Preparing to survive if the world turns to crap.
Before we begin today, if you didn't already know, A meteorite hit Russia and injured 500+ people. If this isn't a wake up call that these things can and do happen (and the next one might be bigger, a lot bigger), then I don't know what is.
So, last post I talked about doing some Pheasant hunting. Was I successful? Well, let's see.
Most importantly, what did I learn from that experience?
Well, here's how it went. We got there, and the farmer released 3 pheasants for me and 3 for my friend. He went out on his ATV, dizzied them and put them under cover. Now, that's not to say that they would stay there. Or that there wasn't other pheasants from previous releases running around. Feeling pretty confident, and with the aid of my friends awesome hunting dog Zoey, we went out.
A long story short, 5 hours later we returned with only 4 pheasants. They are wiley little birds. You check some cover, nothing is there. You go back to that cover 3 hours later you might find something. They tend to hide in the places you've already been, figuring (rightly) you might not come back to the same spot. Considering the size of the area we were slogging through, the birds were right.
Now, what did I learn as necessities?
MOST IMPORTANT: GET GOOD BOOTS.
We were slogging around acres and acres and acres of farm land. In places it was snowy, in others muddy, and others wet. Some places were covered with deep snow and hiding water underneath. The footwear I brought was completely inadequate. The hiking boots I had were summer boots with breathable mesh. While great for summer hiking, it wasn't long before my feet were soaked to the core and freezing and I had another 5 hours of hunting to go. Based on recommendations from my friend, you need some boots that are high up providing good ankle support. Preferably lace up models so you can adjust it to the size of your foot/ankle/calf. Waterproof and with thinsulate to keep you warm. Something like these LaCrosse 10" boots, which I'm strongly considering ordering.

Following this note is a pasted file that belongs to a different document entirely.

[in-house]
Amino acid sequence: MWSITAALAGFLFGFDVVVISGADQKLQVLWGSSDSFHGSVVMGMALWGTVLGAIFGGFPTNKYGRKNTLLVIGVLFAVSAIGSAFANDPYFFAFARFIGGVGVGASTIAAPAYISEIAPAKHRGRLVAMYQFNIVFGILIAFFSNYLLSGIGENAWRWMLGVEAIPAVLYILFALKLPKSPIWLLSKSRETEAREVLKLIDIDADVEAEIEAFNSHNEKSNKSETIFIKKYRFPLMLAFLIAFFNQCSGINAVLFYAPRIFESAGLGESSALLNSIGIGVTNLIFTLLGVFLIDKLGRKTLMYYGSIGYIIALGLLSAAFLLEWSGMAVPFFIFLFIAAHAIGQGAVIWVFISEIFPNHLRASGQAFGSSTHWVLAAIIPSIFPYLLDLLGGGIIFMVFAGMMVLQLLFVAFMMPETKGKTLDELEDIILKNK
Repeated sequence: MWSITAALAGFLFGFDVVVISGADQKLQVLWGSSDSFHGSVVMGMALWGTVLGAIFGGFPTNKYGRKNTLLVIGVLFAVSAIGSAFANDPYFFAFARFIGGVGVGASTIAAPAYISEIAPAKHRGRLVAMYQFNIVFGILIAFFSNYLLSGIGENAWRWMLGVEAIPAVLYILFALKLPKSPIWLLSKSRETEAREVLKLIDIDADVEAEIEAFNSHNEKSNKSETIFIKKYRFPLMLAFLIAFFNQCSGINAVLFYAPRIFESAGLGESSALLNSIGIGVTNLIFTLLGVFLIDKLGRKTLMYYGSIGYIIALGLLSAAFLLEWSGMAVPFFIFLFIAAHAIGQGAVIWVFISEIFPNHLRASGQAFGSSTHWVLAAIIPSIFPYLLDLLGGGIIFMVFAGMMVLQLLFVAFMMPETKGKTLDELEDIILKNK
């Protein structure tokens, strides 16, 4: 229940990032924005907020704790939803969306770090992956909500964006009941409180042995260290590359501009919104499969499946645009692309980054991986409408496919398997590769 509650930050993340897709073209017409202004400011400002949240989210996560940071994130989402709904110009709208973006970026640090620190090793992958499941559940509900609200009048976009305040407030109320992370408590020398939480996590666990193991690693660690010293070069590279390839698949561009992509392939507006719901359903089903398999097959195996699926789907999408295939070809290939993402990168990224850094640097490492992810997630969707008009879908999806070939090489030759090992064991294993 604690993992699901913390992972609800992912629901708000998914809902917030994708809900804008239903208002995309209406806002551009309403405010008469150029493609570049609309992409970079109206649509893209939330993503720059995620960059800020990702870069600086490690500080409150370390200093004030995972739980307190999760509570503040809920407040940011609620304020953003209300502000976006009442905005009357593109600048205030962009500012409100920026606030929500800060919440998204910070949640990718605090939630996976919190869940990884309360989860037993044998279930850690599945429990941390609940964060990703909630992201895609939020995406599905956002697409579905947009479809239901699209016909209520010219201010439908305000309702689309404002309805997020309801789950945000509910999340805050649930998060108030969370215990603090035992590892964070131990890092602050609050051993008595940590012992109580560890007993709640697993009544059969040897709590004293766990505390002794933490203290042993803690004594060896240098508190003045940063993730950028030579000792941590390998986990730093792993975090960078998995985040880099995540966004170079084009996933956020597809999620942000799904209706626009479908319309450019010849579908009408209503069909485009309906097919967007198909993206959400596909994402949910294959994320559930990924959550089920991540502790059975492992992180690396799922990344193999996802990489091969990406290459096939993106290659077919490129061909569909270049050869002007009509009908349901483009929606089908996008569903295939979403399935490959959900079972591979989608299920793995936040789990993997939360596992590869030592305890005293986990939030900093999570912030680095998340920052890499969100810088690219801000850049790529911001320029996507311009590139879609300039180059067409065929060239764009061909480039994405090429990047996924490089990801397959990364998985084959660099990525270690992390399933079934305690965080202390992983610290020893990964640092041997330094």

YOU CAN NEVER HAVE ENOUGH POCKETS
I had a hunters orange coat with two pockets. In those two pockets I had to get all my shells, my water bottle, my granola bar, and everything else I was taking with me. My buddy had a bird hunting vest, which included exterior straps for his shells for easy access, pockets all over the place, and these huge deep pockets where he could stuff a bird in and then continue to hunt. So yea, you can never have enough pockets.
YOUR BICEPS AND FOREARM MUCLES AREN'T STRONG ENOUGH
Your shotgun can weigh in at 7 - 10 pounds. That doesn't sound like a lot, and it's not really. Until you're carrying it around at the ready position for almost 5 hours of hunting. Then it does weigh a lot. So do exercises for your forearms and biceps. I'll be including them more often in an exercise regime. Being able to snap that shotgun up after 4 hours and getting it on target and following through and not having fatigue mess that up means the difference between getting a bird and not getting a bird.
Finally, having good patience and overall conditioning will win the the day.
Oh, one more thing. When a bird startles up, yes, you have to be quick. But you also have to stop and think about what you are doing. Make sure the bead is on the bird and you're following, don't stop. I took a shot at a HUGE male that I missed because I was over excited. That hen in the picture above I got because I thought about the shot, got the bead on and followed through. I was calm and put my excitement to the side. Not only did I make the shot, but it was a perfect shot, killing the hen instantly.
And that's important to me. Making a clean kill, making sure the animal didn't suffer. Later on when I was cleaning the bird I saw a pellet had gone through her left breast and likely stopped her heart and lungs right away.
Any questions? Shoot. Any experienced hunters out there with more advice? More than welcome.